Exelon ok if you like teeing up; for the environment, not so much

 

I’m a greenie (to candidates, “an environmental voter”).  I wondered who would be in favor of the pending sale of Pepco, the power distribution company that sends bills to homes and businesses in the mid-Atlantic, including my house in Washington, DC, to Exelon, a bigger Chicago-based power producer, and significantly, owner of a bunch of shop-worn nuclear reactors.  Pepco no longer owns power generators, but instead purchases power from suppliers — coal-, wind-, and solar-generated — and resells it.  (How power gets into those little wires on the poles I leave to others to explain.)  This is about the only good thing about Pepco — because it no longer operates those messy power plants, it has come around, gradually, to liking the cute solar panels on the roofs of local customers, and is OK with just charging for the wires.  We have solar panels on our roof, much diminishing our electrical draw, so I refer to the Pepco bills as just their little charge for staying friends.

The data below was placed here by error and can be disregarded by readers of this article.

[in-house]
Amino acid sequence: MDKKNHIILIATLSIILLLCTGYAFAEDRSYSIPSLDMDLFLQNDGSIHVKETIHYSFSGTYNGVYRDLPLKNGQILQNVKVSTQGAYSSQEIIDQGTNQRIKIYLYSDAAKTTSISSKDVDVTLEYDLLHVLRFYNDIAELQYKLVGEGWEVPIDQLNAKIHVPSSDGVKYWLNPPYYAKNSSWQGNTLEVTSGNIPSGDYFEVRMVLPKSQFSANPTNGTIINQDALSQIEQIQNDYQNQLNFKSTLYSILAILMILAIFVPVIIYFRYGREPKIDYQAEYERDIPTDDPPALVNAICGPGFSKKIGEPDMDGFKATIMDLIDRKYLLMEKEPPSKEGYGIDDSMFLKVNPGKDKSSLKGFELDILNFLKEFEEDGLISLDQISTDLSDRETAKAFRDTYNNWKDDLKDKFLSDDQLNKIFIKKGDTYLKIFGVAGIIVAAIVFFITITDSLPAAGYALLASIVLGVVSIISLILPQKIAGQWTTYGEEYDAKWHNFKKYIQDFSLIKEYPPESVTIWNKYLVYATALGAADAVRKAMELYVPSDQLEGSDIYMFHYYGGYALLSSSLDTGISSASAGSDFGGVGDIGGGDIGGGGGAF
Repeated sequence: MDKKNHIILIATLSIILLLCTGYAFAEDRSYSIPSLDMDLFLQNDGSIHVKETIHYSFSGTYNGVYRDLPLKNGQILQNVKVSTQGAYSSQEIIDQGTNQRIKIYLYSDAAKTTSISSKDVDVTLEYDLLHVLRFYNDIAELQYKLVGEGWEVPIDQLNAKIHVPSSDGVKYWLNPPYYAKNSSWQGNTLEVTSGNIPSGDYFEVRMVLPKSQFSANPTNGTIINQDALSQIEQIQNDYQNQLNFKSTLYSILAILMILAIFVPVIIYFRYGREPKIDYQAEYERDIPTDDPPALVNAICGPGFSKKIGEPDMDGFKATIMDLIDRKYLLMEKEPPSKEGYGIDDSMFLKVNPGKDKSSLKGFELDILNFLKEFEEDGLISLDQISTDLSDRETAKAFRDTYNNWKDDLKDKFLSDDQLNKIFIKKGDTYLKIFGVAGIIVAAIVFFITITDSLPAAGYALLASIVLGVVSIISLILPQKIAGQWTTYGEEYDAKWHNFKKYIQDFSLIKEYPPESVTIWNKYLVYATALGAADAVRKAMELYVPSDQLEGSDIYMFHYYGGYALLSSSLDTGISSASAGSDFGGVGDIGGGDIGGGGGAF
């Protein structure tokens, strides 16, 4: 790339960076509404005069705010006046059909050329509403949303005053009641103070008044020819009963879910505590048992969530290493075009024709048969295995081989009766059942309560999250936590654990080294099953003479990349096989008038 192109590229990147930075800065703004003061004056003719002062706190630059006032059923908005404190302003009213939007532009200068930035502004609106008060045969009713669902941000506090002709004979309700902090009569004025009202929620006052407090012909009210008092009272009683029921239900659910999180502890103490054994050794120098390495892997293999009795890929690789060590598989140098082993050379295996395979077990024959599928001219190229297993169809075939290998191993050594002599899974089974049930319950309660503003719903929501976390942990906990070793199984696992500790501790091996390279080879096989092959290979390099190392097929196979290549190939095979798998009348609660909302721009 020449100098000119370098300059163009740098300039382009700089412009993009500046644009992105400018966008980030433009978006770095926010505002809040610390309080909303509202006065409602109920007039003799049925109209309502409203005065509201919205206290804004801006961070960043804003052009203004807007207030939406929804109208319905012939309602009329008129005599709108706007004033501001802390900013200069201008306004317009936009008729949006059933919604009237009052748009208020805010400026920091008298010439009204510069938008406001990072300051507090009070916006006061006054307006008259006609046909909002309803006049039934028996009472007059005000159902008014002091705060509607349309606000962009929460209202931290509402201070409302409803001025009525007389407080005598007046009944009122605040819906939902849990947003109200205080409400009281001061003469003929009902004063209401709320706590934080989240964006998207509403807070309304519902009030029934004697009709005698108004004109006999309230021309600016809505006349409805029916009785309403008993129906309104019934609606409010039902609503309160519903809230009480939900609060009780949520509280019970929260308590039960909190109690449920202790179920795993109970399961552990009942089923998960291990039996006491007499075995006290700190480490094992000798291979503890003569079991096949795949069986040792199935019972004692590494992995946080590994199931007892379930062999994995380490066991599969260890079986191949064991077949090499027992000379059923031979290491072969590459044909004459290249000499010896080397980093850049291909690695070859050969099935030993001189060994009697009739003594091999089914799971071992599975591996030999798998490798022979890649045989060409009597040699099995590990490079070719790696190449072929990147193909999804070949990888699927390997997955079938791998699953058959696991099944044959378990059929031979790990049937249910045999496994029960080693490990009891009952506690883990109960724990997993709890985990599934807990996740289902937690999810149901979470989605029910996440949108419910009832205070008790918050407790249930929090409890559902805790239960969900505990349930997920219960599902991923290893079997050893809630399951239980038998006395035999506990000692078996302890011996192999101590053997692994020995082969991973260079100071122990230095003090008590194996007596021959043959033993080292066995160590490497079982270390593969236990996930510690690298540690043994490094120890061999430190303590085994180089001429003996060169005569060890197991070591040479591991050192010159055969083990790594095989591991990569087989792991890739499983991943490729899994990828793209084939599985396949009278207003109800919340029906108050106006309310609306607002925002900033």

So I attended two of the local Public Service Commission hearings about the looming sale to see who would find the behemoth remote company with 20th century holdings superior to one that is smaller, local, and has at least a kite in the renewal-energy wind.

Here’s who likes Exelon:  a suspiciously large number of testifiers for the merger essentially admitted to some level of being bought off.  They were contractors of one kind or another, beneficiaries of some charitable contribution, or organizations who thought they put on good conferences.  Here’s where I squirmed in my chair (and perhaps, maybe, let out an audible noise):  golf tournaments.  That’s right.  At least three proponents — and I did not by a long shot hear all of the testimony — really, really think Exelon is an awesome corporate citizen because of the golf tournaments it has sponsored.